Car CEO John Krafcik To Lead Google Self-Driving Car Project

Posted: Sep 14 2015, 4:38am CDT | by , in News | Technology News

Car CEO John Krafcik to lead Google Self-Driving Car Project
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This means that Google is ready to turn its self-driving car project into a major business.

Google has hired its first top executive from the auto industry. Meet John Krafcik, a 25-year auto industry veteran who previously led Hyundai’s business in the United States. He will be joining as the CEO of Google’s self-driving car project in late September. Former director Chris Urmson remains as the technical director of the project.

Google made the announcement on Sunday evening. The hiring shows that Google is ready to turn its self-driving car project into a major business. Currently, the Google car project is a part of Google X, Alphabet’s research lab. A representative hinted that the project could eventually become an Alphabet company.

“We’re feeling good about our progress, so now we’re investing in building out a team that can help us bring this technology to its full potential,” a Google spokeswoman told the Wall Street Journal. “John’s combination of technical expertise and auto-industry experience will be particularly valuable as we collaborate with many different partners to achieve our goal.”

A True Auto Industry Veteran

Mr. Krafcik is a Stanford-educated mechanical engineer who spent many years in numerous engineering and management positions at top companies including Ford and Hyundai. Prior to joining Google, he served as the president of TrueCar, an automotive pricing and information website for new and used car buyers and dealers. He is known in the industry for his data-driven approach, which focuses on lean manufacturing.

After holding several leadership positions at Ford, he joined Hyundai and stayed there for ten years. Krafcik is also known for leading Hyundai to record-breaking sales in the United States. Most notably, he oversaw the team that started an assurance program that allowed customers who lost jobs from the 2008 financial crisis to return their cars. The move helped Hyundai to maintain profitability in spite of the crisis.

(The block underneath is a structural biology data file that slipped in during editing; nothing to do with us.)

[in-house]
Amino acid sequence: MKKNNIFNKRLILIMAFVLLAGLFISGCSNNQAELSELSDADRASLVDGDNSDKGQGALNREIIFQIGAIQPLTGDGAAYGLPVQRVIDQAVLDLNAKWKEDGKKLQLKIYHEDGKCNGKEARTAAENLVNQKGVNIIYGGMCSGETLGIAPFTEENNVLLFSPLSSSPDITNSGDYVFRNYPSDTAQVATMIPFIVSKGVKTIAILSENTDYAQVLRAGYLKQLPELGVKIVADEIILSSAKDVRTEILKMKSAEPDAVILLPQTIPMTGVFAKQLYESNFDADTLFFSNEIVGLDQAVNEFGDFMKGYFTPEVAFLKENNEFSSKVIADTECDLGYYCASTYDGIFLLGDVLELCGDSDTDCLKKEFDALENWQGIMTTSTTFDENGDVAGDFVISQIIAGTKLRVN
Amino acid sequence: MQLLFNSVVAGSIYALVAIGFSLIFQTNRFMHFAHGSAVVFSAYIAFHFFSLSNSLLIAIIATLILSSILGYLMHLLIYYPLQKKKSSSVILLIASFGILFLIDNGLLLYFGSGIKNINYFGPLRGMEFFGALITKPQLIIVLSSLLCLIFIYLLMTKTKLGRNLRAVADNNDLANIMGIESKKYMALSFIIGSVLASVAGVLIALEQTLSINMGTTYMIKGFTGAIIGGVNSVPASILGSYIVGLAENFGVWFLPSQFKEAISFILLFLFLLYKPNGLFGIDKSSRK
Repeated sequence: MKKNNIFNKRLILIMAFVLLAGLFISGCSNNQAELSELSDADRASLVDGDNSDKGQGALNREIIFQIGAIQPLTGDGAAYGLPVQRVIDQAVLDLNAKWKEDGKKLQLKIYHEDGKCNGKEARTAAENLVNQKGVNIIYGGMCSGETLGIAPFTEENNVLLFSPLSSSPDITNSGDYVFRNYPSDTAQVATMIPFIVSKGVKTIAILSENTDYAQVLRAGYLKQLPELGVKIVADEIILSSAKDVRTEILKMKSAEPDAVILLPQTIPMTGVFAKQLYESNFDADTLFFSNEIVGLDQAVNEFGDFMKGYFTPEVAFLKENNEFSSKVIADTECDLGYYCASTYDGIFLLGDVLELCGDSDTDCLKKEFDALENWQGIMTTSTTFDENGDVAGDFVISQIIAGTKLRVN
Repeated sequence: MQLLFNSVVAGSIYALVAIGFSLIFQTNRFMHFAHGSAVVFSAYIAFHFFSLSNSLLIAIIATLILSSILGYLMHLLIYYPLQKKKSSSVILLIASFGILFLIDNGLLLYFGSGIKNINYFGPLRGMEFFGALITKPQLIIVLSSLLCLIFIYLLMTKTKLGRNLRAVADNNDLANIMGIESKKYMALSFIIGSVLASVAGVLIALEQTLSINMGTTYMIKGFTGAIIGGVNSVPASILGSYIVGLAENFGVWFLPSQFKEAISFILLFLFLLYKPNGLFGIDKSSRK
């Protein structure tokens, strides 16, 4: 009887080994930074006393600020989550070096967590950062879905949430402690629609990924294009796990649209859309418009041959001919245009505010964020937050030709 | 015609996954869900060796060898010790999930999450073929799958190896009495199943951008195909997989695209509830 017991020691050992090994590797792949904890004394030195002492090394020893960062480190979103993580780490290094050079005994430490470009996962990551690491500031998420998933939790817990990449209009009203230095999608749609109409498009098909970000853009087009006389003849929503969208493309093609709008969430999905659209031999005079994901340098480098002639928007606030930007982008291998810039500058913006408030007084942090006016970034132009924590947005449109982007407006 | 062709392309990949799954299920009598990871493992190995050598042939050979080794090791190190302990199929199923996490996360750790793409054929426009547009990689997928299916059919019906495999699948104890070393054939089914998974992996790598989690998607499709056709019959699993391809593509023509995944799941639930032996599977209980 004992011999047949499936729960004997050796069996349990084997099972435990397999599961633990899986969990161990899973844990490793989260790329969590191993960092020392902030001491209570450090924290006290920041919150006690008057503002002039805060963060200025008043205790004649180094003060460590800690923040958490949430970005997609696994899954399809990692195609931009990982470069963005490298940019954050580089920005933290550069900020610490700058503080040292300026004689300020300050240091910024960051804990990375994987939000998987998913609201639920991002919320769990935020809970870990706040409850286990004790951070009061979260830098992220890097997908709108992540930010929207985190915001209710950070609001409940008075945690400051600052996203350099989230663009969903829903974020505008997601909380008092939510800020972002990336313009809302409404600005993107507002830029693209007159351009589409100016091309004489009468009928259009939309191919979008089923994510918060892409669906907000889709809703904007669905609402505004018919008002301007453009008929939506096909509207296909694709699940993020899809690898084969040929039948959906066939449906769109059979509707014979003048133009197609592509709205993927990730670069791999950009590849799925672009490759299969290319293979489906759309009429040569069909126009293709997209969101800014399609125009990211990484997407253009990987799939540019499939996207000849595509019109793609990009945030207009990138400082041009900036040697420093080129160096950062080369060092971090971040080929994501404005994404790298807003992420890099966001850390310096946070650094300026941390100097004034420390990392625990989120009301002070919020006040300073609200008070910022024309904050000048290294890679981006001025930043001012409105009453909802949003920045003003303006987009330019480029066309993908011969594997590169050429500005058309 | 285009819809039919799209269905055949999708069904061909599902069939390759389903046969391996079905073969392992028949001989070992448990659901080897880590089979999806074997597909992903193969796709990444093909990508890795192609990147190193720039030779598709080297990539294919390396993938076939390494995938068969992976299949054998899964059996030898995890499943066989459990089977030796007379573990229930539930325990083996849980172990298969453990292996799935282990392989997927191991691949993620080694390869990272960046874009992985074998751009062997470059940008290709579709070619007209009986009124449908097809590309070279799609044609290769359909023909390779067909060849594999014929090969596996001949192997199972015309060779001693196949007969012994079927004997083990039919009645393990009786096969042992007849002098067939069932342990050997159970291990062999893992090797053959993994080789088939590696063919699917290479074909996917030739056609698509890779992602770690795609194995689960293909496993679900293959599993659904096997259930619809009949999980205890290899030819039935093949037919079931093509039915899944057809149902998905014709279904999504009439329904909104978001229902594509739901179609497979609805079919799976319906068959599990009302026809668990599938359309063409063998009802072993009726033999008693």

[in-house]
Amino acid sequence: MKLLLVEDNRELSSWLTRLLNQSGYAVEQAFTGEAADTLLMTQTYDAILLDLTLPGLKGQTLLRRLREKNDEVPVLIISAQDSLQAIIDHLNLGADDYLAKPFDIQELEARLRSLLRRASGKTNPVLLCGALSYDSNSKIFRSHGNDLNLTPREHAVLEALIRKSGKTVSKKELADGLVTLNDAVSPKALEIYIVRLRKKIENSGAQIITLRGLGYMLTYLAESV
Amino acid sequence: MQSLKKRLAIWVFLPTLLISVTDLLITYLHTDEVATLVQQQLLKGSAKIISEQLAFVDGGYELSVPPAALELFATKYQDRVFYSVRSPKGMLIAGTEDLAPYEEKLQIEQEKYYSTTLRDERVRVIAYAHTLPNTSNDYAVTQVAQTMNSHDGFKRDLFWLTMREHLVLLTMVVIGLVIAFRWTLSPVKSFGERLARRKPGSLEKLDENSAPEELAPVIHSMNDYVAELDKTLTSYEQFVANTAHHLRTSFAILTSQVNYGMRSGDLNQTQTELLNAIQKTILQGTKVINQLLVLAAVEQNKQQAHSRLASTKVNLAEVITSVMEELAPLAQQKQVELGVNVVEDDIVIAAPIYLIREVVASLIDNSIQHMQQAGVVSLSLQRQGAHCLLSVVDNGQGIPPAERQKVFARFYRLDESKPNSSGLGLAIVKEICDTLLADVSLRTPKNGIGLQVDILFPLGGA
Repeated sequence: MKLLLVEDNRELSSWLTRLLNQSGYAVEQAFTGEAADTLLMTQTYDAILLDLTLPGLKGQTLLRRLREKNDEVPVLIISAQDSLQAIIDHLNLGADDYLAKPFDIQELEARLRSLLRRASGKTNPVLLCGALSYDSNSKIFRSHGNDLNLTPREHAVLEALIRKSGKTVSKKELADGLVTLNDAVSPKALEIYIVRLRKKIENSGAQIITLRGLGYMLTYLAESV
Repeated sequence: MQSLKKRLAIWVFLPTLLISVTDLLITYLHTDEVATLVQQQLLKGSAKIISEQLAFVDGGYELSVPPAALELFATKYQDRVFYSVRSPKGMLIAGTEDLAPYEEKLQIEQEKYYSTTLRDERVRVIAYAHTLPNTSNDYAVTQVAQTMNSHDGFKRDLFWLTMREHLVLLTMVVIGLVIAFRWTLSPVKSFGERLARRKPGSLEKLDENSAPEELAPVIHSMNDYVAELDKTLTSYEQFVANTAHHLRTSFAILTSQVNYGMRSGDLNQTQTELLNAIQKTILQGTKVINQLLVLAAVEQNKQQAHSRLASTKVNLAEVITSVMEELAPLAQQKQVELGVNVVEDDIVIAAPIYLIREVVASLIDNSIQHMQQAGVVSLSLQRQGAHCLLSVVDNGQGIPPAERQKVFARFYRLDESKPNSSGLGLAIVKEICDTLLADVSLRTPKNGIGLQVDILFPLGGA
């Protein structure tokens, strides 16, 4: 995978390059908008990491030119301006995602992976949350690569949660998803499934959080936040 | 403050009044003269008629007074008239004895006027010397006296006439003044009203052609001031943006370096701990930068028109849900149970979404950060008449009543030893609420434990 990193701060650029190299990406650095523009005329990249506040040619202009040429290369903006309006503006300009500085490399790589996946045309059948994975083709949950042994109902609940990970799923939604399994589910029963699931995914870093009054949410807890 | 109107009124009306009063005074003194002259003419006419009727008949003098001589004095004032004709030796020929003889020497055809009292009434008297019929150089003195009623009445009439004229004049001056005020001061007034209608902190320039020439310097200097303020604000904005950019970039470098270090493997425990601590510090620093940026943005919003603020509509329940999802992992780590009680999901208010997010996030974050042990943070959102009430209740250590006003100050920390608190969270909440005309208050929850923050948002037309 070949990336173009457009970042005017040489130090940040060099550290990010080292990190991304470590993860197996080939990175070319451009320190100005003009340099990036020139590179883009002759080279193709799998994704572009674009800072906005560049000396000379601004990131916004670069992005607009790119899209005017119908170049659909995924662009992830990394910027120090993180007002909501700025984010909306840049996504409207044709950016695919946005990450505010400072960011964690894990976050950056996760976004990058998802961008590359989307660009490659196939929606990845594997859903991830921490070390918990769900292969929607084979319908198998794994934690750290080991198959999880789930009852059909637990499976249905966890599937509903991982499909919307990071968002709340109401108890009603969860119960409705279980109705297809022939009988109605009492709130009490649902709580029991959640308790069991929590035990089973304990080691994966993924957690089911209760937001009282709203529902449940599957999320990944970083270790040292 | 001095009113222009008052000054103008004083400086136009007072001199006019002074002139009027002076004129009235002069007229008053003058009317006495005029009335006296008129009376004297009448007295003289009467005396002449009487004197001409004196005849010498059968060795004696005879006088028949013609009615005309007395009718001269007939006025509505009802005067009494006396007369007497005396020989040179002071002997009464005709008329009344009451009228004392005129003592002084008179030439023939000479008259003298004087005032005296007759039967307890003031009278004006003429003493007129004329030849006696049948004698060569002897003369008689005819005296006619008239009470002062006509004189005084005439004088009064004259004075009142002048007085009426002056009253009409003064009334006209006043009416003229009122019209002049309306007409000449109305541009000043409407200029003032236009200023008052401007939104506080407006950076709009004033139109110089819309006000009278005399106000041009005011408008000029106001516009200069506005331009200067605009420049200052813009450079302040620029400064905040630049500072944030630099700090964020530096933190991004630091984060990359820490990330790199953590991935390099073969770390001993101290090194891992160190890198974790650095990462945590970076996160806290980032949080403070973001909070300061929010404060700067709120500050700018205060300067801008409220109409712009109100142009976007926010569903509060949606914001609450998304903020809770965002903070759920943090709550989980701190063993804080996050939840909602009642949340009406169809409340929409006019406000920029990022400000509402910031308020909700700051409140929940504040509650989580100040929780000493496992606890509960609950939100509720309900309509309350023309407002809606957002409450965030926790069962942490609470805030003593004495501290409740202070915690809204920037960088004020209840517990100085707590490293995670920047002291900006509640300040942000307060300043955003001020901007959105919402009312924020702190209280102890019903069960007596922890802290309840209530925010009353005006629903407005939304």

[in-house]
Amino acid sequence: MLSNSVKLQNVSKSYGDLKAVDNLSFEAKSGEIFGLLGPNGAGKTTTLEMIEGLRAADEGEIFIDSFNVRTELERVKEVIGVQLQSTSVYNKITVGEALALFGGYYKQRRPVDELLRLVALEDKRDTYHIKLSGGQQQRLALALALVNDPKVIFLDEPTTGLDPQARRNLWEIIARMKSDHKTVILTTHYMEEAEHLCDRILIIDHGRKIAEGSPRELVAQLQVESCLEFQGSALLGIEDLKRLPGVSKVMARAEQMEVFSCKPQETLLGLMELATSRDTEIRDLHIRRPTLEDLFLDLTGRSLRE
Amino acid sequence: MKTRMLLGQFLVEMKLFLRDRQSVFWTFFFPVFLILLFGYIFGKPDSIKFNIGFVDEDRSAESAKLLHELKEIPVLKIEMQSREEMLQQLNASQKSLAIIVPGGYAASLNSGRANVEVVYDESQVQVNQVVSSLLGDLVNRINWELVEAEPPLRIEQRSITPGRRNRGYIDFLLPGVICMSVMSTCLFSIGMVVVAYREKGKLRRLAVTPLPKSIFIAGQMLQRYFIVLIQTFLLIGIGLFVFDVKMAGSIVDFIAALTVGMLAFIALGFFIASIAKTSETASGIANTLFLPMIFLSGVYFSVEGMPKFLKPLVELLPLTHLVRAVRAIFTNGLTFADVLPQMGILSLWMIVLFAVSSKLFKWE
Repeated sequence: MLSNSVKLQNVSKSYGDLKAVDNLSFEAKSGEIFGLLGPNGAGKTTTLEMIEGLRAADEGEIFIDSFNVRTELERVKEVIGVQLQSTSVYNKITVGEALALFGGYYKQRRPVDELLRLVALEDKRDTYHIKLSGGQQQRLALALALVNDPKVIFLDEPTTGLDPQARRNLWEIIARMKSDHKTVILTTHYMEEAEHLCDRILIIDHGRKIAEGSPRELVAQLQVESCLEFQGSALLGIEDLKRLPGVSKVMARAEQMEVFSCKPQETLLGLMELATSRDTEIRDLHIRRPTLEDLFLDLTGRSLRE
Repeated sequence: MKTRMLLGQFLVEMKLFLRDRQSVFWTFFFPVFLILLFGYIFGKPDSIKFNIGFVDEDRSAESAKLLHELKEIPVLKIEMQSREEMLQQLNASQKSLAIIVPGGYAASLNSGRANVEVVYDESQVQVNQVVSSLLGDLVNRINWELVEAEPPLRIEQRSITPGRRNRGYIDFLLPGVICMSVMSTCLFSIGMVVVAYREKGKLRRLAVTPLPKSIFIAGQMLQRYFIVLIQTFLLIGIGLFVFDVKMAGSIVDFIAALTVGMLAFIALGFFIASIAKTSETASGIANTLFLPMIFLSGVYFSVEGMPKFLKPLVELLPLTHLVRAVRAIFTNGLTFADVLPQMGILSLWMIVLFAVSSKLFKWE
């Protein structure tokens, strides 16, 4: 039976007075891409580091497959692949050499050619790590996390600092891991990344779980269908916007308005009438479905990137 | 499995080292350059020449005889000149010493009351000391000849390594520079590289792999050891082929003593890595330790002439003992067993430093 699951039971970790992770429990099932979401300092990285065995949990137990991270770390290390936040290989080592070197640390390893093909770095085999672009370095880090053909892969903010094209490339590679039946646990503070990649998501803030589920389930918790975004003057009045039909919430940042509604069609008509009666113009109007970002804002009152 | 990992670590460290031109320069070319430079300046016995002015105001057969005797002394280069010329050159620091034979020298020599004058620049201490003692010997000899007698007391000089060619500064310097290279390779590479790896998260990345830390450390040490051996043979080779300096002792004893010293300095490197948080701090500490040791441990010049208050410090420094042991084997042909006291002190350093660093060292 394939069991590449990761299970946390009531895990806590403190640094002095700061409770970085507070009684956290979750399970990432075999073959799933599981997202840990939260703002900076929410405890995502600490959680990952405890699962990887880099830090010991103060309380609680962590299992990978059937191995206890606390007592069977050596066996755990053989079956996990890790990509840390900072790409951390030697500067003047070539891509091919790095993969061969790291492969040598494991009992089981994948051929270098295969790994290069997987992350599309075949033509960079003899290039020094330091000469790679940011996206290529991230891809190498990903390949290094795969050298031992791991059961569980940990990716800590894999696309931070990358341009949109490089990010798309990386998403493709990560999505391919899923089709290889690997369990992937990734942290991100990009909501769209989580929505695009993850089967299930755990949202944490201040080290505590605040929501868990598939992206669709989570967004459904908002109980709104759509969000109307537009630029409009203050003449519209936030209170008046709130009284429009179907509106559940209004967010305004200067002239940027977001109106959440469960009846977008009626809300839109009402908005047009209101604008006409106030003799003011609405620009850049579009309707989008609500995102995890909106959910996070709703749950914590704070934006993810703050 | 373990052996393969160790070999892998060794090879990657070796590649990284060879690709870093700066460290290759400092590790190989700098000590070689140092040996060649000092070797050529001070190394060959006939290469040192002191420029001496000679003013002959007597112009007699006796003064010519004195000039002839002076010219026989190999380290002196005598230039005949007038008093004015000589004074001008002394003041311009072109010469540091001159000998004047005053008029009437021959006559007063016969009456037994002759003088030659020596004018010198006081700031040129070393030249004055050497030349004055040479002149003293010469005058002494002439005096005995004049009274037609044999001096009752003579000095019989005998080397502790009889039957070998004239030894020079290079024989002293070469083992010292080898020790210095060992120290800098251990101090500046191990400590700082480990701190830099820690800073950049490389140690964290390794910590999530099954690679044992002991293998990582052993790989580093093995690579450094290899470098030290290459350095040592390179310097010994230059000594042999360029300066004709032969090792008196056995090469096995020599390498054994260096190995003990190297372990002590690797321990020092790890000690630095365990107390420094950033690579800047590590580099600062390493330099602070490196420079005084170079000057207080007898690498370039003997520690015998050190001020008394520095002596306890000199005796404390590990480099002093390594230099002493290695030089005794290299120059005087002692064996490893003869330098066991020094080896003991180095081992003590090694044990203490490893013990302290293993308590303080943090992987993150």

“This is a great opportunity to help Google develop the enormous potential of self-driving cars,” Krafcik said in a statement. “This technology can save thousands of lives, give millions of people greater mobility and free us from a lot of the things we find frustrating about driving today. I can’t wait to get started.”

The Car of the Future

For Krafcik, the new position will give him a rich playground where he could implement his expertise. But Google will benefit more because the appointment will send a strong message to car companies that the company is serious about autonomous cars. Car manufacturers like Toyota have already invested in autonomous driving projects. Apple is also said to be developing a self-driving car.

Google started testing its self-driving technology in 2009 using a Toyota Prius. In 2012, engineers tested another car, a Lexus RX450h. The project achieved a milestone by completing over 300,000 miles of testing on freeways. The team moved into cities, testing more complex roads and environments. Then in 2014, Google announced a mock-up of the self-driving car, which had been redesigned from the ground up. Several months later, Google unveiled the first build of the prototype vehicle.

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The Author

<a href="/latest_stories/all/all/21" rel="author">Gene Ryan Briones</a>
Gene Ryan Briones (Google+) is a technology journalist with a wide experience in writing about the latest trends in the technology industry, ranging from mobile technology, gadgets and robots, as well as computer hardware and software.




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